Before senior Ian Dupre takes a shot, he touches the barrel of his Perazzi shotgun to a pad and wiggles his feet. When he’s ready, he puts the gun to his shoulder and leans in.
“Pull.” Within a seventh of a second, he aims and shoots at a target hurdling at 70 miles an hour. The clay target shatters, and the shot echoes over the dead trees lining the open field.
Four more shots, and then he walks to the next station, wiggling his feet, settling into his groove — one he said took three years of competitive shooting to find.
“I have a very consistent and set routine, physically, and that helps me keep my mental game consistent through the entire round,” Dupre said. “This game is all about focus. You want to do it the same way every time.” In a competition, he’ll repeat the same routine 124 more times.
“It helps to be mellow,” he said. For a game that plays intense mind games, Dupre lets off a laid-back vibe. While other shooters try too hard, his coach Allen Chubb said Dupre doesn’t put himself into any kind of contortions.
“When you’re with Ian, you could set a grenade off next to him and he’d go ‘Oh, how ’bout that,’ which is a good thing — it works to his advantage,” Chubb said. “He’s not very emotional, but he’s pretty determined.”
It shows: Dupre doesn’t flaunt it, but he’s ranked first of 311 athletes by USA Shooting, the national governing body for Olympic trap shooting. He’s also competed in Italy, Switzerland, Germany, and France because Chubb — a former world-class athlete himself — said he firmly believes Dupre needs international experience to prepare him for the competitions that lead to the 2020 Olympic-qualifying World Championships in South Korea.
“The only way you can learn how to win is to be in competition,” Chubb said. “Training is one thing, but when the pressure is on, learning how to win is something you can only win in a Grand Prix or World Cup atmosphere.”
In Italy, Dupre has had the chance to meet and train with Giovanni Pellielo, who is “arguably the best shooter in the world,” Dupre said. Pellielo is a premier Olympic trap shooter who has competed in seven Olympic games and ranked second and third in four of those seven.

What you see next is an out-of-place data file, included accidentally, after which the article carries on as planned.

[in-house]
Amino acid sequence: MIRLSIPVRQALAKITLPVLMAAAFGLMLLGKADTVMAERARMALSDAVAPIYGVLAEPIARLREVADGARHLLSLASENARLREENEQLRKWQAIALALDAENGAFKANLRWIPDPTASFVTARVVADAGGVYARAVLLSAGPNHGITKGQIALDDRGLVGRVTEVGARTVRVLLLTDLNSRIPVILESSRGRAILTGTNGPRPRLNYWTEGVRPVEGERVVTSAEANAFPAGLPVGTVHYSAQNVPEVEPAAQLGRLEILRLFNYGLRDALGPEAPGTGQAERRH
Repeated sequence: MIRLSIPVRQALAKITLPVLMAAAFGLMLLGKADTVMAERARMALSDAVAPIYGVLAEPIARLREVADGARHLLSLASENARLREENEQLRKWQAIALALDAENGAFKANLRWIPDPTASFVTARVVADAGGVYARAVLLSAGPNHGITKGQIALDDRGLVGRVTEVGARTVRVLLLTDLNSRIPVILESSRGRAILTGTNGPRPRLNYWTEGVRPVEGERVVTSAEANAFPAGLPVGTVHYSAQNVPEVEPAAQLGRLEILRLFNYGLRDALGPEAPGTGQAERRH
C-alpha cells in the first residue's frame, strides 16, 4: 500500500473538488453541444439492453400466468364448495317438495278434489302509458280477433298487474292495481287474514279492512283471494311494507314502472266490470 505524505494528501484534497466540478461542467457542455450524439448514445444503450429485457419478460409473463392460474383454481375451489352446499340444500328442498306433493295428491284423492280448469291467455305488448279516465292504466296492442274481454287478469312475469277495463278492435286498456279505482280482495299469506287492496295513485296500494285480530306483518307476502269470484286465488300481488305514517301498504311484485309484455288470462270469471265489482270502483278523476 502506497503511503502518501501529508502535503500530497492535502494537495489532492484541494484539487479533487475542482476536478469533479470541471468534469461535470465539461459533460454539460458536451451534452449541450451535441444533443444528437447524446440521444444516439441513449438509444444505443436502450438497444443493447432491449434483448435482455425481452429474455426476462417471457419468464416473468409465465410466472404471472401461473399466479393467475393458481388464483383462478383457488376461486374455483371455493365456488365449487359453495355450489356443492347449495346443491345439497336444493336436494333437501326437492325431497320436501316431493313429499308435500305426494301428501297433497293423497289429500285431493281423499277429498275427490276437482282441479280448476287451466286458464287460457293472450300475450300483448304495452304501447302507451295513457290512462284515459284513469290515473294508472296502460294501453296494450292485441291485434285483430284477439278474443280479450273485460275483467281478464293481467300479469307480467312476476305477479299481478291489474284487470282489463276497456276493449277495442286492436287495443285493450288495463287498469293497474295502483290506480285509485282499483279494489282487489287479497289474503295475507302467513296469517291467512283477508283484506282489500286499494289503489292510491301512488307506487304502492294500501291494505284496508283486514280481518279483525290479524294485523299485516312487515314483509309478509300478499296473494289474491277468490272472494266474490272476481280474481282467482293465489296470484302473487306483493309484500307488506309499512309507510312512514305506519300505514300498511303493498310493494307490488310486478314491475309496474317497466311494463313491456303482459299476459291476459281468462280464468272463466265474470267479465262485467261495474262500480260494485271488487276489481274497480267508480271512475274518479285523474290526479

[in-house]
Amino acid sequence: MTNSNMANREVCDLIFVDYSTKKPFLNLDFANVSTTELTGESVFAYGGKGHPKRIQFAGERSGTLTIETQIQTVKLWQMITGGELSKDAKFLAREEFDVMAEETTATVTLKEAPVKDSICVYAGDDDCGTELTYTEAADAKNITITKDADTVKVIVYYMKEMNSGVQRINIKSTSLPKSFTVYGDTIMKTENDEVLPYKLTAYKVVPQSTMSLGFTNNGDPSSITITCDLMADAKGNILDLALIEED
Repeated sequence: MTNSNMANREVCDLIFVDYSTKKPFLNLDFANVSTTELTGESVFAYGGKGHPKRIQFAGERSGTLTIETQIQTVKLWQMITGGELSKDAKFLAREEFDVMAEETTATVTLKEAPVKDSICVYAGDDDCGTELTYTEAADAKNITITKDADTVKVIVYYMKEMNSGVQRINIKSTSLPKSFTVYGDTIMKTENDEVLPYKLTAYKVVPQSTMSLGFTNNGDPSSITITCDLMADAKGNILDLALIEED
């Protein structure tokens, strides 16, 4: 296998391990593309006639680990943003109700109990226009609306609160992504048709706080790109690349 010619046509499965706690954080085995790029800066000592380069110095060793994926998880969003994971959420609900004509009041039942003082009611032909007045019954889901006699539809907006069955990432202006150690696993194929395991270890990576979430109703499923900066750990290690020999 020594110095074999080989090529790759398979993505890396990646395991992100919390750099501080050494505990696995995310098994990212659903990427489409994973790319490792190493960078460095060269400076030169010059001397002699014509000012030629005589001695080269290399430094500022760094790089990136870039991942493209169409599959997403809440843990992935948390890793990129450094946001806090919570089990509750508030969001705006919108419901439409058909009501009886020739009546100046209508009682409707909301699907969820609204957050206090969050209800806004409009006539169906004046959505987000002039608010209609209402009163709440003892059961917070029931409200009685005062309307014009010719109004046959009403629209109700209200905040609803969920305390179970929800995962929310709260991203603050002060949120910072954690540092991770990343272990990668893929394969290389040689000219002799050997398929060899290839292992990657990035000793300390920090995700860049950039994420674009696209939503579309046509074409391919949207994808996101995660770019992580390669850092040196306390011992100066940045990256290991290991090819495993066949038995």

By shooting and competing abroad, Dupre benefits from what Chubb calls “reverse training”: a way of lessening the initial intimidation shooters representing the U.S. face. He hopes that each trip will facilitate quick adaptation to a myriad of conditions — weather, lighting, time change, different ammunition, culture, language, and food — for Dupre and his teammates.
But Dupre admitted he didn’t need to travel to train in adapting to fickle weather conditions: “Luckily, I’m on a team in Hillsdale, Michigan, so I get lots of practice in bad weather conditions. I do pretty well compared to everyone else on bad weather days,” he said.
According to Dupre’s coach, developing an Olympic athlete takes between six and eight years. He said these athletes go through all of this with the understanding that even winning an Olympic gold medal won’t translate to a financial boon because they play a less-popular sport.
“You want to do it because you want to be the best in the world,” Chubb said. And in Chubb’s eyes, Dupre has the drive to overcome mental, physical, spiritual, and financial exhaustion to accomplish that.
Another challenge is overcoming the shock and awe of being abroad. Even though Dupre was surrounded by Italian culture and food (“You can’t get a bad meal in Italy, which is pretty great”) and Swiss staggering prices and natural beauty (“It’s crazy expensive, but it’s definitely the most beautiful”) he has to focus completely on the target because there is work to be done.
According to Hillsdale College shooting teammate senior Kie Kababik, Dupre has the drive toward international competition necessary to travel and remain focused on success.
“Whenever I shoot with Ian, it really brings out a competitiveness because he’s just so into it,” Kababik said. “He’s going to do the best he can every time, and it just makes you want to do the same thing. He really brings out the same intensity in everybody.”
Dupre began shooting shotgun competitively as a sophomore in high school, competing through the summer with a high-school team. His senior year, he chose to specialize in international trap, a game outside of collegiate sports.
“The attraction was pretty much because it was an Olympic sport,” Dupre said. “I also like the fact that it’s really challenging.”
The challenge in international trap differs from the challenge of American trap.
In the U.S., competitors go for perfection, he said. In American skeet and trap, competitors — like his teammate Kababik — have to vie for perfect scores to win or make it to a shoot-off. In international trap, however, targets move faster and at harder angles, so hitting every target is tougher.
“Shooting a 95/100 is an amazing score that would win you a medal at an international competition, whereas a 95/100 in the states is, ‘Thanks for showing up, have a nice drive home,’” Dupre said.
In addition, international trap, especially in Italy, has a much larger following, more ranges, and larger competitions than in the U.S. The sport’s heightened popularity ups the competition, but Kababik said this doesn’t daunt Dupre.
“He’s very intense, but very calm,” Kababik said. “Going into the last event, he knew he had to shoot a certain score to be eligible for an All-American position, and when I asked him about it, he said ‘Well, it’s just going to happen.’”